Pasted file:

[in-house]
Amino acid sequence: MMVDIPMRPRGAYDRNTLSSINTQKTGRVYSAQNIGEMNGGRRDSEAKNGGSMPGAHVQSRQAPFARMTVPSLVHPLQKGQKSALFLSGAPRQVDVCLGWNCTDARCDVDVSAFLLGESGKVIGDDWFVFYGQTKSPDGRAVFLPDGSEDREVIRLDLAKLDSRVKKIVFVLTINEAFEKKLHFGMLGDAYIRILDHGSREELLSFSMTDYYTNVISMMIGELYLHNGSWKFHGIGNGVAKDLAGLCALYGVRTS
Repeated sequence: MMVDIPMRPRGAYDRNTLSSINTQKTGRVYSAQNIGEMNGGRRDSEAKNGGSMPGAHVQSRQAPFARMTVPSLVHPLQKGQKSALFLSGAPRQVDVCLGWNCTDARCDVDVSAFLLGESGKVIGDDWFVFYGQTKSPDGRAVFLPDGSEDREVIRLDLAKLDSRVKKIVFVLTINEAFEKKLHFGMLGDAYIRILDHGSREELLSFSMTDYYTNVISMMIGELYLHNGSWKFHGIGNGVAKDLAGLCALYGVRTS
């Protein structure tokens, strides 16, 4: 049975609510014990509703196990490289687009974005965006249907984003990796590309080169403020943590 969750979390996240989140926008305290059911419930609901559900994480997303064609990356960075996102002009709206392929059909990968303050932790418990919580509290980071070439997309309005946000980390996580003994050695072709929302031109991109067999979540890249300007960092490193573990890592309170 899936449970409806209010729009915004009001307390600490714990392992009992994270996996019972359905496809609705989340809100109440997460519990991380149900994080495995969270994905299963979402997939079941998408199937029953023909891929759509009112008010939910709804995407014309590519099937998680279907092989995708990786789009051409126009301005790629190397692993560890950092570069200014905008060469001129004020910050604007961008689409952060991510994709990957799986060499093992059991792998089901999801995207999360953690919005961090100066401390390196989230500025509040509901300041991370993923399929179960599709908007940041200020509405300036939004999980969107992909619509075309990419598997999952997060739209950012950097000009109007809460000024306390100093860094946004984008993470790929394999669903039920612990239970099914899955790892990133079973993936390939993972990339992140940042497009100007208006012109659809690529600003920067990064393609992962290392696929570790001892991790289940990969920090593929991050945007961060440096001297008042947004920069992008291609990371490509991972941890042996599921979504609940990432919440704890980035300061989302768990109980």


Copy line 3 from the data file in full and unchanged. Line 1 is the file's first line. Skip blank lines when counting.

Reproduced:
Repeated sequence: MMVDIPMRPRGAYDRNTLSSINTQKTGRVYSAQNIGEMNGGRRDSEAKNGGSMPGAHVQSRQAPFARMTVPSLVHPLQKGQKSALFLSGAPRQVDVCLGWNCTDARCDVDVSAFLLGESGKVIGDDWFVFYGQTKSPDGRAVFLPDGSEDREVIRLDLAKLDSRVKKIVFVLTINEAFEKKLHFGMLGDAYIRILDHGSREELLSFSMTDYYTNVISMMIGELYLHNGSWKFHGIGNGVAKDLAGLCALYGVRTS